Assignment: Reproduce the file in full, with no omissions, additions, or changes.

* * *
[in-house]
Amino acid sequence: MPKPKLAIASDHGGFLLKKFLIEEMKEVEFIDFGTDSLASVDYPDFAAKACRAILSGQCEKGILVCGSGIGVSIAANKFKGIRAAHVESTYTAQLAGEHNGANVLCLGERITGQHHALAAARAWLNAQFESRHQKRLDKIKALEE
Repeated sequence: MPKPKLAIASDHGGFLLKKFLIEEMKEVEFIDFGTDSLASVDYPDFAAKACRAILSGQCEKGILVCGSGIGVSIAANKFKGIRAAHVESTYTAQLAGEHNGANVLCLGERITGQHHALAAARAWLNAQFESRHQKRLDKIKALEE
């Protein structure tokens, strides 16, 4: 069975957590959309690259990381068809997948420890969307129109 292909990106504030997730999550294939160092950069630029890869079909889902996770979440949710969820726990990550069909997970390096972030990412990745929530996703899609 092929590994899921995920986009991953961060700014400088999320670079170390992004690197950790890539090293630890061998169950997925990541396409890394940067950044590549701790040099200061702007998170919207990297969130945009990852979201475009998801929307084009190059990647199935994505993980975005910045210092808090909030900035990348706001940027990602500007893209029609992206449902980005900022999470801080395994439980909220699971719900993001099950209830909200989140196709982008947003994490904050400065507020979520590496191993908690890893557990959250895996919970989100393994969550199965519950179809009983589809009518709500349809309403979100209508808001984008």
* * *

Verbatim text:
[in-house]
Amino acid sequence: MPKPKLAIASDHGGFLLKKFLIEEMKEVEFIDFGTDSLASVDYPDFAAKACRAILSGQCEKGILVCGSGIGVSIAANKFKGIRAAHVESTYTAQLAGEHNGANVLCLGERITGQHHALAAARAWLNAQFESRHQKRLDKIKALEE
Repeated sequence: MPKPKLAIASDHGGFLLKKFLIEEMKEVEFIDFGTDSLASVDYPDFAAKACRAILSGQCEKGILVCGSGIGVSIAANKFKGIRAAHVESTYTAQLAGEHNGANVLCLGERITGQHHALAAARAWLNAQFESRHQKRLDKIKALEE
């Protein structure tokens, strides 16, 4: 069975957590959309690259990381068809997948420890969307129109 292909990106504030997730999550294939160092950069630029890869079909889902996770979440949710969820726990990550069909997970390096972030990412990745929530996703899609 092929590994899921995920986009991953961060700014400088999320670079170390992004690197950790890539090293630890061998169950997925990541396409890394940067950044590549701790040099200061702007998170919207990297969130945009990852979201475009998801929307084009190059990647199935994505993980975005910045210092808090909030900035990348706001940027990602500007893209029609992206449902980005900022999470801080395994439980909220699971719900993001099950209830909200989140196709982008947003994490904050400065507020979520590496191993908690890893557990959250895996919970989100393994969550199965519950179809009983589809009518709500349809309403979100209508808001984008």